Marxist authors of the 1920s and 1930s who did not call themselves neo-Marxists but demarcated their interpretation of Marx from the Marxism-Leninism of the early Soviet Union are also considered representatives of neo- Marxism . Above all, this included Antonio Gramsci in Italy, Georg Lukács in Hungary, Karl Korsch and the critical theory of the Frankfurt School in the Weimar Republic . Its representatives founded the Institute for Social Research in Frankfurt am Main in 1923 , which was particularly dedicated to the Marxist theory of fascism .

Herbert Marcuse (1898–1979)
Max Horkheimer (front left) and Theodor W. Adorno (front right)

New left

The Institute for Social Research was re-established in 1956. His main representatives Max Horkheimer , Theodor W. Adorno , Erich Fromm , Ernst Bloch , Alfred Sohn-Rethel and above all Herbert Marcuse then gained considerable influence on the New Left and the West German student movement of the 1960s . With his attempt to combine Marxism and existentialism , Jean-Paul Sartre also joined the neo-Marxist discourse .

There were also Marxist authors from the 1968 movement such as Johannes Agnoli , Rudi Dutschke , Hans-Jürgen Krahl and Alfred Schmidt in West Germany, Ernest Mandel in Belgium, Louis Althusser , Henri Lefebvre and André Gorz in France, Paul Sweezy in the USA and various authors Latin America.

In Great Britain, a group of Marxists who quit the Communist Party of Great Britain after the crackdown in the uprising in Hungary formed around the magazine New Left Review , including Edward P. Thompson and Perry Anderson .

Eastern bloc

Since the state parties claimed the monopoly on interpretation of Marx's work in the countries of “ actually existing socialism ”, neo-Marxism could initially only develop in western capitalist countries (“ Western Marxism ”), mainly as an academic discipline at universities outside the western communist parties . With the Yugoslav practice group , an openly neo-Marxist theory school was formed in a socialist country in the mid-1960s . Their international conferences and the magazine Praxis (1965–1974) became a focal point of unorthodox Marxism in Europe.

See also


  • Rainer Diederichs: The Third Industrial Revolution and the Crisis of Capitalism. Breakdown Theories in the Neo-Marxist Discussion. Tectum, 2004, ISBN 3828887503
  • Michael Kelpanides: The Failure of Marxian Theory and the Rise of Western Neo-Marxism: On the Causes of an Untimely Renaissance. Peter Lang, 1999, ISBN 3906763919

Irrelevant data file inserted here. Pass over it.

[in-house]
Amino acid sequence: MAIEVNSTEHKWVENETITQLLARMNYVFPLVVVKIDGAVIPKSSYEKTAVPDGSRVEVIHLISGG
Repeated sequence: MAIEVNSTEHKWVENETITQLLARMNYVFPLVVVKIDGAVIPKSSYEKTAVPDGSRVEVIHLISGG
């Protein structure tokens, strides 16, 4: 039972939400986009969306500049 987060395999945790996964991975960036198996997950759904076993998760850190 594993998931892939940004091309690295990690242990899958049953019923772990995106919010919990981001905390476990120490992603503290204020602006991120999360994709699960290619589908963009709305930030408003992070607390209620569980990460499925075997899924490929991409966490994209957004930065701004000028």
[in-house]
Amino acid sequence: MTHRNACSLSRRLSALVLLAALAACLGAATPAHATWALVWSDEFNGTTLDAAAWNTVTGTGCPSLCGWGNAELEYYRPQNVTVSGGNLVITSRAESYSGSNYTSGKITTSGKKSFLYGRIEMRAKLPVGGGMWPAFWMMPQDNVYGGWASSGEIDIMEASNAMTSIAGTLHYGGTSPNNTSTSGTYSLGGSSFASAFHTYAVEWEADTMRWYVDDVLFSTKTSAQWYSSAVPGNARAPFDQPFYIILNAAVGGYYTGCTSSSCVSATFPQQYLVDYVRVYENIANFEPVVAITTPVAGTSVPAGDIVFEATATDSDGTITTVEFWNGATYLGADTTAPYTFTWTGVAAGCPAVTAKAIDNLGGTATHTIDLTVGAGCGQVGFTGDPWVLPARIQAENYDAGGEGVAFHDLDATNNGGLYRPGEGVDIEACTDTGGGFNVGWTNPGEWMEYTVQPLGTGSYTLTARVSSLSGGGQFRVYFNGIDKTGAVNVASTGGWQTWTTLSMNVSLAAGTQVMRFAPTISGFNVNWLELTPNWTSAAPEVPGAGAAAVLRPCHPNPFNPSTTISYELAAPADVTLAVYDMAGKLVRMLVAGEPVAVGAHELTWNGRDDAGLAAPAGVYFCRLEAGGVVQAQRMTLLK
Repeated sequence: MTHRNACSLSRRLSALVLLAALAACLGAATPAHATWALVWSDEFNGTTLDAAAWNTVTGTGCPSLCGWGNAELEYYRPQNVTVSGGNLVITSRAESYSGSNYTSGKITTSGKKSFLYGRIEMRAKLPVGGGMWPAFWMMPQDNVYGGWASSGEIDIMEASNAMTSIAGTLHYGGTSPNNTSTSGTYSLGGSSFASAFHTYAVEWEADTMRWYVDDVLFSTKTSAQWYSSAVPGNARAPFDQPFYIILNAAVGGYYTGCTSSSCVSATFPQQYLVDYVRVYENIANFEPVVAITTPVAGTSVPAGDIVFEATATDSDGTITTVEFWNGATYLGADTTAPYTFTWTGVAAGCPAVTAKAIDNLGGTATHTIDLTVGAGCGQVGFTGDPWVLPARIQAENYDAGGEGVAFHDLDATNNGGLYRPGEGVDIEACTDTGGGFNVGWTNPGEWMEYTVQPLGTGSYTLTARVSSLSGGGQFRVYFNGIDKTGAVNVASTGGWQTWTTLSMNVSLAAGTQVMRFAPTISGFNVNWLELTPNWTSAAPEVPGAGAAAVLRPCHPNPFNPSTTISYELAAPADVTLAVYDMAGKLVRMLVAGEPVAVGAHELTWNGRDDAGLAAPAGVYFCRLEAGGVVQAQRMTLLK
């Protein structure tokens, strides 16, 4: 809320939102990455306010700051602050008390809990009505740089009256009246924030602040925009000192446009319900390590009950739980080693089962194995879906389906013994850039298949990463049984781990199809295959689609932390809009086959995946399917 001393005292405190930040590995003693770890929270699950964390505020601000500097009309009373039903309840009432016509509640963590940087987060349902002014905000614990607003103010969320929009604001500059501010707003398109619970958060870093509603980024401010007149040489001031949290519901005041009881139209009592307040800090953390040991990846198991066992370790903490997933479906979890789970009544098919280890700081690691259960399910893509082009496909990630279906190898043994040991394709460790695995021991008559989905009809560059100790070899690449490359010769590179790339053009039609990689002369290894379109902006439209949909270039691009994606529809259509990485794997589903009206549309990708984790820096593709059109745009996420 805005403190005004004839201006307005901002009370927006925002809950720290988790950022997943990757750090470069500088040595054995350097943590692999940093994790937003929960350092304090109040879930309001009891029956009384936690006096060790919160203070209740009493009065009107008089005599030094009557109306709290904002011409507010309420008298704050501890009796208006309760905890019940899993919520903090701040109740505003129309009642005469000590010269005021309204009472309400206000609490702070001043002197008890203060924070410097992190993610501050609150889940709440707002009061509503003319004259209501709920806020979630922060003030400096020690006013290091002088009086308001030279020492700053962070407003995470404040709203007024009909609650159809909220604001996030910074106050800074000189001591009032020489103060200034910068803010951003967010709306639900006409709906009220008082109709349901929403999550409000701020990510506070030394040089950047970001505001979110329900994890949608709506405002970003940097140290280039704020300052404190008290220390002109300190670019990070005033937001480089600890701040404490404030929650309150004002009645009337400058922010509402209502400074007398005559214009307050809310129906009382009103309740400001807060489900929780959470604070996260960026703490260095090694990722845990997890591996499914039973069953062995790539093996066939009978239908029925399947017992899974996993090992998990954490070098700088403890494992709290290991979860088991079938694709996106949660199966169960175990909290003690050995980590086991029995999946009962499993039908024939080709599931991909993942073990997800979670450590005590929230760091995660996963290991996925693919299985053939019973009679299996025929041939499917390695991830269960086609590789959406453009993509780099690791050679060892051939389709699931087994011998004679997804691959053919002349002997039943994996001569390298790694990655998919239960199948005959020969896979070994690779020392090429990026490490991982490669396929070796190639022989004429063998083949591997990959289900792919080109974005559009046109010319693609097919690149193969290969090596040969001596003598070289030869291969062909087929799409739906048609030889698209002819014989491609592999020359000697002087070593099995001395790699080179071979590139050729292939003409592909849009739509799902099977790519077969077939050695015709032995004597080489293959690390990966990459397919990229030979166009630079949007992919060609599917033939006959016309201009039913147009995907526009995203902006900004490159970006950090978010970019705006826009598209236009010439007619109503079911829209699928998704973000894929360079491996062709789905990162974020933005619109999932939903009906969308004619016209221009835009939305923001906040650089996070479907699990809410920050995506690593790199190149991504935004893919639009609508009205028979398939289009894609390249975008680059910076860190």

• Horst Müller: Practice and Hope. Studies in the philosophy and science of social practice from Marx to Bloch and Lefebvre. Germinal, Bochum 1986, ISBN 3-88663-509-0
  • Albrecht Langner: Neo-Marxism, Reform Communism and Democracy. An introduction. JP Bachem, 1982, ISBN 3761601735
  • Bernd Guggenberger: The redefinition of the subjective factor in neo-Marxism. Karl Alber, 1982, ISBN 3495472851
  • Perry Anderson : About Western Marxism. Frankfurt am Main 1978, ISBN 3-8108-0074-0
  • Karl Kühne: Neo-Marxism and common economy. European Publishing House, Frankfurt am Main 1978
  • Walter Euchner: Positions of modern Marxism: Neo-Marxism. Klett, 1972, ISBN 3124281004
  • Hans Heinz wood: currents and tendencies in neo-Marxism. Carl Hanser, Munich 1972, ISBN 3-446-11650-8
  • Wolfgang Fikentscher: On the political criticism of Marxism and neo-Marxism as the ideological basis of the student unrest in 1965/69. Mohr Siebeck, Tübingen 1971, ISBN 3165320012
  • Andreas von Weiss: Neo-Marxism. The problem discussion in the following Marxism from 1945 to 1970. Karl Alber, Freiburg / Munich 1970, ISBN 3-495-47212-6

Web links

Individual evidence

  1. Josef Schleifstein (ed.): Franz Mehring: Philosophical essays (collected writings, volume 13). 2nd edition, Dietz, Berlin 1977, pp. 222-226
  2. Wolfgang Röd: Dialectical Philosophy of the Modern Age. 2nd edition, Beck, Munich 1986, ISBN 3406315712 , p. 287
  3. Elke Weik, Rainhart Lang (ed.): Modern organizational theories 2: Structure- oriented approaches. Springer, Wiesbaden 2003, ISBN 978-3-322-87011-7 , pp. 2-4
  4. Helmut Holzhey, Wolfgang Röd: History of Philosophy Volume 12: Philosophy of the late 19th and 20th centuries 2: Neo-Kantianism, idealism, realism, phenomenology. Beck, Munich 2017, p. 315f.
  5. Gerhard Hanloser: Reading and Revolt. Unrast, Münster 2017, pp. 9–60